This review was originally published at Christianity Today online.
The Concert's story line begins believably enough. The Communist Party apparatchik who controls the Soviet Union's prized Bolshoi Orchestra orders symphony conductor Andrei Filipov (Aleksei Guskov) to fire his Jewish and Gypsy musicians. The conductor refuses, and the agent of the all-invasive state lays off all the orchestra's musicians and reassigns the conductor to the role of janitor at the Bolshoi. Russia's legendary anti-Semitism renders the story's initial premise soberly credible.
Several decades later, we find the conductor-turned-janitor on his knees, cleaning the office of the man who had fired him. He hears the fax machine whir as it disgorges an urgent invitation for the Bolshoi to fill a last-minute vacancy at a prominent Paris concert hall. Filipov steals the invitation, rounds up his old musician friends—now driving an ambulance, dealing in black market cell phones, and even dubbing moans and groans for pornographic films—and offers them the chance to play again, as the Bolshoi, before an appreciative Paris audience.
The current orchestra, he tells them, "sounds like mating cats." We are much better, he says.
The Concert (in French and Russian with subtitles) is a rarity—a nonviolent revenge movie. (Compare its lack of carnage, perhaps, to Redford and Newman's 1973 The Sting.) The film's protagonist wields not an assault rifle but a conductor's baton. But he will get back at those who interrupted his search for "ultimate harmony."
These musicians haven't played together for 30 years. Some of them are rusty, and director Radu Mihaileanu shoots this ragtag bunch and their shabby Russian surroundings with a wobbly hand-held camera to emphasize the decay that set in under Communist rule. The Paris scenes, by way of contrast, are shot with care and polish to underscore the advanced economy of French society.
As the former Bolshoi musicians organize for their trip to Paris, the story line turns ludicrous and sets the stage for much comic relief. Can they pull it off? Can they convince the director of the Paris theater that they're the real thing? Can they acquire the necessary full-dress clothes and instruments? Can they raise the money for transportation? Can they handle the overwhelming details of transporting, housing, feeding, and rehearsing a touring orchestra?
One major theme of The Concert is the relation of the genuine to the fake and of the real to the pretentious. This is fitting, since it was Russian society that gave us the persistent myth of the Potemkin village in which a nobleman is said to have built fake villages in the Crimea with which to impress the empress, Catherine the Great. Thus we learn that the ex-conductor's wife has an unusual profession: supplying "guests" for weddings, "mourners" for funerals, and "protestors" for political rallies. Because a wealthy gangster with few friends wants to stage a bigger wedding celebration than his rival, the conductor's wife rounds up 1,000 rent-a-guests. The gangster is a satisfied customer in a Potemkin society.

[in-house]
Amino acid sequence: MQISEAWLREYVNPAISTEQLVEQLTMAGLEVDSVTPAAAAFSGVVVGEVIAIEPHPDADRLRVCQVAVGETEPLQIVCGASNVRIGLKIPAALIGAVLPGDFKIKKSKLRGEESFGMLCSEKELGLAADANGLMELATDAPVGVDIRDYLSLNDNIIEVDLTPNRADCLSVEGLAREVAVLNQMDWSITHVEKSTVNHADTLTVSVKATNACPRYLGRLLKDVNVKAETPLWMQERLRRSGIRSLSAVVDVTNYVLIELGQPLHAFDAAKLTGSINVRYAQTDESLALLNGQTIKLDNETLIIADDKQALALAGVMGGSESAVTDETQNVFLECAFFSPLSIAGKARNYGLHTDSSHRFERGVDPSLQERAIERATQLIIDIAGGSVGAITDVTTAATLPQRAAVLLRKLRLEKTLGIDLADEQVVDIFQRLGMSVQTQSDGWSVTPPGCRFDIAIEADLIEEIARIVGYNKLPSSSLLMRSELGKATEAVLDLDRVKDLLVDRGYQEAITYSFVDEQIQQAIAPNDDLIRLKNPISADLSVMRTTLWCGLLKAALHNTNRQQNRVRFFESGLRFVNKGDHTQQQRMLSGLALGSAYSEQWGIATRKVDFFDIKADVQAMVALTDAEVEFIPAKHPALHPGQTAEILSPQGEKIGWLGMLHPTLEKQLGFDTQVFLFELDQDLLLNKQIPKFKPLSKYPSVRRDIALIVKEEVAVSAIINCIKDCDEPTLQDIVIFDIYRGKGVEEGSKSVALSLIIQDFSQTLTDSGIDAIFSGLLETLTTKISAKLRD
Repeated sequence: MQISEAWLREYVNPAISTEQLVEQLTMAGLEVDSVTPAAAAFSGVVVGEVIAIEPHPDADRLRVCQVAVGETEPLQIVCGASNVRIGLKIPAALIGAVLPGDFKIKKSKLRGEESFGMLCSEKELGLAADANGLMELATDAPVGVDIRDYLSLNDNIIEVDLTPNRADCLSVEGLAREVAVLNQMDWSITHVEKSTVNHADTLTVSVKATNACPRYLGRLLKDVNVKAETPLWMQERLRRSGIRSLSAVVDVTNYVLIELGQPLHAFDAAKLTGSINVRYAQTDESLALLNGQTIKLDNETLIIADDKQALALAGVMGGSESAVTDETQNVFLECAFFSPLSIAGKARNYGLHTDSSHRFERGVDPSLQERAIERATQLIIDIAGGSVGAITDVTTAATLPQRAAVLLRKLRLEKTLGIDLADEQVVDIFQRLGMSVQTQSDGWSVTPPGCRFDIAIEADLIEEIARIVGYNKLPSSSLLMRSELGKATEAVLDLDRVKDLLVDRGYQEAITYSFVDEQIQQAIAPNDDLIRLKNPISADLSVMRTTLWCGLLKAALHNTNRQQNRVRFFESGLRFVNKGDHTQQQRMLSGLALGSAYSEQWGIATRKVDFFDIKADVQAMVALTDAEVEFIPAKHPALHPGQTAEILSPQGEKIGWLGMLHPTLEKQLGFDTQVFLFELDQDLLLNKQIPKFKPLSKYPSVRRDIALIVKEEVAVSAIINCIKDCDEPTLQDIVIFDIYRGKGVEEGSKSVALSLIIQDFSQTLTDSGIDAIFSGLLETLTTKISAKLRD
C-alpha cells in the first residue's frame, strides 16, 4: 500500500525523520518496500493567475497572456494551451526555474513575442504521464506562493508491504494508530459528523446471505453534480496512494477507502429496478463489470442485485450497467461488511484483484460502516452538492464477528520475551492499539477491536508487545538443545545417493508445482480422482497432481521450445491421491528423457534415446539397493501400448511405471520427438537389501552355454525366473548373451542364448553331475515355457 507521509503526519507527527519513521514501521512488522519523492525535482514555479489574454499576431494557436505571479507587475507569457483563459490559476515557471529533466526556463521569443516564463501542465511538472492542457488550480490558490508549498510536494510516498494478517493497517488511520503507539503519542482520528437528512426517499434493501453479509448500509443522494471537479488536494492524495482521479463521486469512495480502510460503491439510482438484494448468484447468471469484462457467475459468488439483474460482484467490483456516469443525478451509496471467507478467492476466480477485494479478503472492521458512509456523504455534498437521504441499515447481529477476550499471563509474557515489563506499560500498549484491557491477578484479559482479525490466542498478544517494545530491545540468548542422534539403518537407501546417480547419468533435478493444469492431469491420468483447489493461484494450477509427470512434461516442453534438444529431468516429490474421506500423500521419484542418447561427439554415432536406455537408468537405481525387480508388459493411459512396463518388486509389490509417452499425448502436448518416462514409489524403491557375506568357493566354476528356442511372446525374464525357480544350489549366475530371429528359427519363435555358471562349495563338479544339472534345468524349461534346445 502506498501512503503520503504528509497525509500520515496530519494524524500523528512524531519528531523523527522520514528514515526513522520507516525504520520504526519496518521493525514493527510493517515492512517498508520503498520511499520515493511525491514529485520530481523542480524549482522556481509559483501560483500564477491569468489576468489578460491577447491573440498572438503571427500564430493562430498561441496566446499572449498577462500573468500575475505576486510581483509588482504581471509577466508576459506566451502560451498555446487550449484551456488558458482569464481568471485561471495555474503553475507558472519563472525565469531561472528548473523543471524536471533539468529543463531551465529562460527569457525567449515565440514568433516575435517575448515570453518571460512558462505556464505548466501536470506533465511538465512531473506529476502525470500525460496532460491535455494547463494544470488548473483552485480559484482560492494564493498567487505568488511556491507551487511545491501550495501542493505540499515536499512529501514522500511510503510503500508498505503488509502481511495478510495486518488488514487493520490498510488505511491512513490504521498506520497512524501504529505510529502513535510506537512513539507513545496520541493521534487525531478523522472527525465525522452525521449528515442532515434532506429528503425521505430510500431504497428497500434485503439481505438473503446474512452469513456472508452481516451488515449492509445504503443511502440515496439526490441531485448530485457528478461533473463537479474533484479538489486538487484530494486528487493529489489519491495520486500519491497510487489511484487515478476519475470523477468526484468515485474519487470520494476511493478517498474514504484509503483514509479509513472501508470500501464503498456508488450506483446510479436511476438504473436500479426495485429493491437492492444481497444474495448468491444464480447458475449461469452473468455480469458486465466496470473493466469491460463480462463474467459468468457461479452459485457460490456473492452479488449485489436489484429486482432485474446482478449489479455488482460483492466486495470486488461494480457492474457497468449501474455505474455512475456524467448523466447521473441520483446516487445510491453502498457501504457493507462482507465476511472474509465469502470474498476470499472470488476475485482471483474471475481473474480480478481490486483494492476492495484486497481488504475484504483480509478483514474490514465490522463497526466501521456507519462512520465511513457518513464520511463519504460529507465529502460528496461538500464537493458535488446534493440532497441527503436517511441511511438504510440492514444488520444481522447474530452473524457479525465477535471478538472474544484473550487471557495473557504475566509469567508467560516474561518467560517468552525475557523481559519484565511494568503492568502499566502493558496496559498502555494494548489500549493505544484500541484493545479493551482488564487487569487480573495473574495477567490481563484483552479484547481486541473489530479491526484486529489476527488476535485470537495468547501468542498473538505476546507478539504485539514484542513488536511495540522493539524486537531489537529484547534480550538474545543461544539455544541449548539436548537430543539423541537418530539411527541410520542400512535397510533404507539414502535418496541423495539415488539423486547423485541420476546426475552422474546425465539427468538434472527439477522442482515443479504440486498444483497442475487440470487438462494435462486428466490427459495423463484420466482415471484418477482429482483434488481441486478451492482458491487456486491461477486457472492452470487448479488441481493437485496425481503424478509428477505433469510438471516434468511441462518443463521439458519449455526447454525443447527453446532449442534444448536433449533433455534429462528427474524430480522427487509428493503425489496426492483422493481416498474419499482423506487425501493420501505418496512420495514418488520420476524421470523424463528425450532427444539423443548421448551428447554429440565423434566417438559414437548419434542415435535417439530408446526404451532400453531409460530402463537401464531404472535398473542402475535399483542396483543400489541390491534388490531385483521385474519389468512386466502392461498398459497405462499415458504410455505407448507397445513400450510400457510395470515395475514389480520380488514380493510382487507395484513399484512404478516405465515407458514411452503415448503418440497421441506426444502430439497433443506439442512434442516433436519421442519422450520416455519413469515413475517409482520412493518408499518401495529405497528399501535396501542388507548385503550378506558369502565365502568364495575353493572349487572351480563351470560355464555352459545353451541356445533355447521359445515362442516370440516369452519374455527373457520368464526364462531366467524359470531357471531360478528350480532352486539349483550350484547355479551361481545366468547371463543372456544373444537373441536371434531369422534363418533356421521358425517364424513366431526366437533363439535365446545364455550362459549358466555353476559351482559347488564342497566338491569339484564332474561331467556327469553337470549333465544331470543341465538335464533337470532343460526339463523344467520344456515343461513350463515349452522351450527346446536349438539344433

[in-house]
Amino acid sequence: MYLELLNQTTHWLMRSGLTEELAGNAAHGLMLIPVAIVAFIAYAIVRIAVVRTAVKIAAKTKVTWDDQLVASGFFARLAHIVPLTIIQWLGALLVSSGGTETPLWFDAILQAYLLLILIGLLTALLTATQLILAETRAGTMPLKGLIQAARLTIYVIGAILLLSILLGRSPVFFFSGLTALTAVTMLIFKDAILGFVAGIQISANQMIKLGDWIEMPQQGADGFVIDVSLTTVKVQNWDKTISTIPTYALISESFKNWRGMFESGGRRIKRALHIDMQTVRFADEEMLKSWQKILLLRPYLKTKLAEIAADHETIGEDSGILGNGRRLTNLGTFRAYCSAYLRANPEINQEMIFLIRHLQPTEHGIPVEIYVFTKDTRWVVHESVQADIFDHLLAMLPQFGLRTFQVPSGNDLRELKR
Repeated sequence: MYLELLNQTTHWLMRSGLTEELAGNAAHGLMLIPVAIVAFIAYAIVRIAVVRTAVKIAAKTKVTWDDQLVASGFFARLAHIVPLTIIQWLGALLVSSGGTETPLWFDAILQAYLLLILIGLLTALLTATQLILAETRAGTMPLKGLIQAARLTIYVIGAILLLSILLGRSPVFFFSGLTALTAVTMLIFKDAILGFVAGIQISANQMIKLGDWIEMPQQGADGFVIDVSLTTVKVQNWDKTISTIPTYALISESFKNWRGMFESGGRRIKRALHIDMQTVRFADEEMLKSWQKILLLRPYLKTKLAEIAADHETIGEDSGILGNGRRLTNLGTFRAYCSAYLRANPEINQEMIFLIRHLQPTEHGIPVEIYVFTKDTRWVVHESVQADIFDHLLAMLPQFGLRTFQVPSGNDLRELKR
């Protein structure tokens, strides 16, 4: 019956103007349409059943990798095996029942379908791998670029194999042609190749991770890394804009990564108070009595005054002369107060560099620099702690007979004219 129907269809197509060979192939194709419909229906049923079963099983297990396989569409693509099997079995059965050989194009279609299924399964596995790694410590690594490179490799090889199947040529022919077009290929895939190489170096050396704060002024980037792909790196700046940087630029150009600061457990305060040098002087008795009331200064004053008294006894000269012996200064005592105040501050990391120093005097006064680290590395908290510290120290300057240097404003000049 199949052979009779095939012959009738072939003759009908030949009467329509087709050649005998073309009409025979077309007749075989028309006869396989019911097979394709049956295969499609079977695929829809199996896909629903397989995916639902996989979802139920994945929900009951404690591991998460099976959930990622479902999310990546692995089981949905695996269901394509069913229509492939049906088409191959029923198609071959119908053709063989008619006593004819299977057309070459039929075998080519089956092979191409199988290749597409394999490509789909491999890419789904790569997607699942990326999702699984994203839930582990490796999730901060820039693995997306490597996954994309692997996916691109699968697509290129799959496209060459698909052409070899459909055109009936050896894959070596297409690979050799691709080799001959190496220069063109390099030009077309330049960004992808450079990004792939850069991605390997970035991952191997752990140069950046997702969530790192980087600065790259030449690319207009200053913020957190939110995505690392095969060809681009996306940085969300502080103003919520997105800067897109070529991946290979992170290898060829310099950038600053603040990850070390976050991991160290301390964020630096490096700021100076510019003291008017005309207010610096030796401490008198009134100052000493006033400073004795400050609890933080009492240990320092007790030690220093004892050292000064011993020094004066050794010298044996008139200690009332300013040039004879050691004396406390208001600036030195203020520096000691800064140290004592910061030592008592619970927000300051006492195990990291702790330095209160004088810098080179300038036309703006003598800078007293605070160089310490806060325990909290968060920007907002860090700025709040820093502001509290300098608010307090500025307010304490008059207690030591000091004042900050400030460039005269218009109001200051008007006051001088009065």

Like the wedding party and the political protest, the Bolshoi orchestra is both real and fake. It is made up of real, albeit rusty, musicians who are posing as the orchestra they used to be.
Similarly, the unfolding story gives us hints of more deception—some sort of secret that surrounds the identity of Anne-Marie Jacquet (Melanie Laurent, Inglourious Basterds), the up-and-coming French violin virtuoso Filipov has insisted must play the Tchaikovsky violin concerto for the Bolshoi's Paris concert. (To say more about that would be a spoiler.)
Ultimately, the film revolves as much around idealism as it does around revenge. Ivan Gavrilov (Valeri Barinov), a Communist Party hack who is bullied into serving as the impromptu orchestra's manager, yearns for the rebirth of idealistic Communism. He fervently preaches hope at a sparsely attended gathering of the withering French Communist Party. Conductor Andrei Filipov also lives in hope, dreaming of completing the concert that had been interrupted 30 years earlier and of resolving the tensions surrounding the identity of his chosen soloist. He speaks alternately of reaching "ultimate harmony" and simply settling for happiness.
In the end, the movie is resolved by a kind of miracle. As the out-of-practice orchestra begins its painful performance, Gavrilov, the atheistic party hack and manager, looks up and says, "God, if you're really there, work a miracle."
After the orchestra recovers its mojo (thanks in no small way to the soaring brilliance of Jacquet's performance), the same party hack exclaims, "Oh my God. I don't believe it. You exist."
At the end of composer Armand Amar's masterful 12-minute condensation of the 22-minute Tchaikovsky concerto, the concert hall resounds with applause, and Gavrilov utters the film's next-to-last word: "Amen."
The film's final word? "Bravo." And that's my judgment as well.